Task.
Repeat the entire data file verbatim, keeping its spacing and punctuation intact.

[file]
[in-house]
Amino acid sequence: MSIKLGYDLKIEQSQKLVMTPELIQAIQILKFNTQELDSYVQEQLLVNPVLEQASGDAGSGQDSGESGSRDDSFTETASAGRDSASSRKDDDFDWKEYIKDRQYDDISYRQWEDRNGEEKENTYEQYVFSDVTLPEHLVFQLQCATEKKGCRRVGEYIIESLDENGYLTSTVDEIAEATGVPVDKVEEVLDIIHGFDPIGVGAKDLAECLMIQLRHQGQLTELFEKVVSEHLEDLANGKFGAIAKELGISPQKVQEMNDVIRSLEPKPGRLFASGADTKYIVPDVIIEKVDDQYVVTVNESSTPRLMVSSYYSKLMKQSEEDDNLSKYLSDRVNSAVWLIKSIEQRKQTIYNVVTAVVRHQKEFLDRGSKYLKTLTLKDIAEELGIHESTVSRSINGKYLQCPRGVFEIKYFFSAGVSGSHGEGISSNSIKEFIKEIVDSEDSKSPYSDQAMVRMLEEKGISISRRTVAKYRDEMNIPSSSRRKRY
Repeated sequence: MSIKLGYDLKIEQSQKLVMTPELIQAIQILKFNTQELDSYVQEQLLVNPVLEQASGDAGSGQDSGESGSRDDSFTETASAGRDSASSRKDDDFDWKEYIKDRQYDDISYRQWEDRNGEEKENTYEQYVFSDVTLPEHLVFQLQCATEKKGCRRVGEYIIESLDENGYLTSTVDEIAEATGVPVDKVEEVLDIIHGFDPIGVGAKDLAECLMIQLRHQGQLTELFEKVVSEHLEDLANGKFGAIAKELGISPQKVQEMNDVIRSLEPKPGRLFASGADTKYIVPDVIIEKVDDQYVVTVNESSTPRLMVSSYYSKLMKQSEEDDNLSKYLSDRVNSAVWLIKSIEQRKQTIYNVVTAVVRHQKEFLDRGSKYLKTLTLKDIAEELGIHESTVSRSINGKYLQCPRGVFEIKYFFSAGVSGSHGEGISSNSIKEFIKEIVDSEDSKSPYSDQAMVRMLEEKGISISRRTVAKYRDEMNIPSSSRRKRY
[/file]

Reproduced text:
[in-house]
Amino acid sequence: MSIKLGYDLKIEQSQKLVMTPELIQAIQILKFNTQELDSYVQEQLLVNPVLEQASGDAGSGQDSGESGSRDDSFTETASAGRDSASSRKDDDFDWKEYIKDRQYDDISYRQWEDRNGEEKENTYEQYVFSDVTLPEHLVFQLQCATEKKGCRRVGEYIIESLDENGYLTSTVDEIAEATGVPVDKVEEVLDIIHGFDPIGVGAKDLAECLMIQLRHQGQLTELFEKVVSEHLEDLANGKFGAIAKELGISPQKVQEMNDVIRSLEPKPGRLFASGADTKYIVPDVIIEKVDDQYVVTVNESSTPRLMVSSYYSKLMKQSEEDDNLSKYLSDRVNSAVWLIKSIEQRKQTIYNVVTAVVRHQKEFLDRGSKYLKTLTLKDIAEELGIHESTVSRSINGKYLQCPRGVFEIKYFFSAGVSGSHGEGISSNSIKEFIKEIVDSEDSKSPYSDQAMVRMLEEKGISISRRTVAKYRDEMNIPSSSRRKRY
Repeated sequence: MSIKLGYDLKIEQSQKLVMTPELIQAIQILKFNTQELDSYVQEQLLVNPVLEQASGDAGSGQDSGESGSRDDSFTETASAGRDSASSRKDDDFDWKEYIKDRQYDDISYRQWEDRNGEEKENTYEQYVFSDVTLPEHLVFQLQCATEKKGCRRVGEYIIESLDENGYLTSTVDEIAEATGVPVDKVEEVLDIIHGFDPIGVGAKDLAECLMIQLRHQGQLTELFEKVVSEHLEDLANGKFGAIAKELGISPQKVQEMNDVIRSLEPKPGRLFASGADTKYIVPDVIIEKVDDQYVVTVNESSTPRLMVSSYYSKLMKQSEEDDNLSKYLSDRVNSAVWLIKSIEQRKQTIYNVVTAVVRHQKEFLDRGSKYLKTLTLKDIAEELGIHESTVSRSINGKYLQCPRGVFEIKYFFSAGVSGSHGEGISSNSIKEFIKEIVDSEDSKSPYSDQAMVRMLEEKGISISRRTVAKYRDEMNIPSSSRRKRY